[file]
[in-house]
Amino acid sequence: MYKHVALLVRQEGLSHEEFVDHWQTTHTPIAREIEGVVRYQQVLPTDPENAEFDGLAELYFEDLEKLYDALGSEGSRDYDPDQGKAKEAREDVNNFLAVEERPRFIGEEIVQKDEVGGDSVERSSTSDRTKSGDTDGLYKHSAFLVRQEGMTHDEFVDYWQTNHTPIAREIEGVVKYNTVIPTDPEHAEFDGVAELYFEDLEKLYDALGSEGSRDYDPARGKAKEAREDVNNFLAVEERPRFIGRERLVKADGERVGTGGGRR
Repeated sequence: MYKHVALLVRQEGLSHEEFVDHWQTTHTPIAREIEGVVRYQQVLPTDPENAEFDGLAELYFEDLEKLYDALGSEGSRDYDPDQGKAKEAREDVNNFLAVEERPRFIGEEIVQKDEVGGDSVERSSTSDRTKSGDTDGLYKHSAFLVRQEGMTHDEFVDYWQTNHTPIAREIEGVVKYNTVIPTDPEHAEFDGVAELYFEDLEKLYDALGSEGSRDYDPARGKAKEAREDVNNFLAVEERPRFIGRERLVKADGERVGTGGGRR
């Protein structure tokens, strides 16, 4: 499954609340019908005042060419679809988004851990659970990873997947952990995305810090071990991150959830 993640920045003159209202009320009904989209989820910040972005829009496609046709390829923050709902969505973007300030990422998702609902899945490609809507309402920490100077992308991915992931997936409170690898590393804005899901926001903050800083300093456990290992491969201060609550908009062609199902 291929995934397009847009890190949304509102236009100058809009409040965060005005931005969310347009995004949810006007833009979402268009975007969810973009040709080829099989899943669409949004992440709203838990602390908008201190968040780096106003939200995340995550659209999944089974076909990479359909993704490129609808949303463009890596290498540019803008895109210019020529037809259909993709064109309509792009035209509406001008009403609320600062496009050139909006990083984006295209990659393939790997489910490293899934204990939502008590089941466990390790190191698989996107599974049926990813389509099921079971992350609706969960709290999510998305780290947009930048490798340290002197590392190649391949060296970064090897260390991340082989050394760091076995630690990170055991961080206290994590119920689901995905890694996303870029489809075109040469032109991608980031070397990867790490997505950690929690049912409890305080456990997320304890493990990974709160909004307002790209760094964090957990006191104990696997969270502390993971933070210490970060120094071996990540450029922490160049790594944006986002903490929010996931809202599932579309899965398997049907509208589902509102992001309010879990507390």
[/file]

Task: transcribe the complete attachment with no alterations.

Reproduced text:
[in-house]
Amino acid sequence: MYKHVALLVRQEGLSHEEFVDHWQTTHTPIAREIEGVVRYQQVLPTDPENAEFDGLAELYFEDLEKLYDALGSEGSRDYDPDQGKAKEAREDVNNFLAVEERPRFIGEEIVQKDEVGGDSVERSSTSDRTKSGDTDGLYKHSAFLVRQEGMTHDEFVDYWQTNHTPIAREIEGVVKYNTVIPTDPEHAEFDGVAELYFEDLEKLYDALGSEGSRDYDPARGKAKEAREDVNNFLAVEERPRFIGRERLVKADGERVGTGGGRR
Repeated sequence: MYKHVALLVRQEGLSHEEFVDHWQTTHTPIAREIEGVVRYQQVLPTDPENAEFDGLAELYFEDLEKLYDALGSEGSRDYDPDQGKAKEAREDVNNFLAVEERPRFIGEEIVQKDEVGGDSVERSSTSDRTKSGDTDGLYKHSAFLVRQEGMTHDEFVDYWQTNHTPIAREIEGVVKYNTVIPTDPEHAEFDGVAELYFEDLEKLYDALGSEGSRDYDPARGKAKEAREDVNNFLAVEERPRFIGRERLVKADGERVGTGGGRR
């Protein structure tokens, strides 16, 4: 499954609340019908005042060419679809988004851990659970990873997947952990995305810090071990991150959830 993640920045003159209202009320009904989209989820910040972005829009496609046709390829923050709902969505973007300030990422998702609902899945490609809507309402920490100077992308991915992931997936409170690898590393804005899901926001903050800083300093456990290992491969201060609550908009062609199902 291929995934397009847009890190949304509102236009100058809009409040965060005005931005969310347009995004949810006007833009979402268009975007969810973009040709080829099989899943669409949004992440709203838990602390908008201190968040780096106003939200995340995550659209999944089974076909990479359909993704490129609808949303463009890596290498540019803008895109210019020529037809259909993709064109309509792009035209509406001008009403609320600062496009050139909006990083984006295209990659393939790997489910490293899934204990939502008590089941466990390790190191698989996107599974049926990813389509099921079971992350609706969960709290999510998305780290947009930048490798340290002197590392190649391949060296970064090897260390991340082989050394760091076995630690990170055991961080206290994590119920689901995905890694996303870029489809075109040469032109991608980031070397990867790490997505950690929690049912409890305080456990997320304890493990990974709160909004307002790209760094964090957990006191104990696997969270502390993971933070210490970060120094071996990540450029922490160049790594944006986002903490929010996931809202599932579309899965398997049907509208589902509102992001309010879990507390």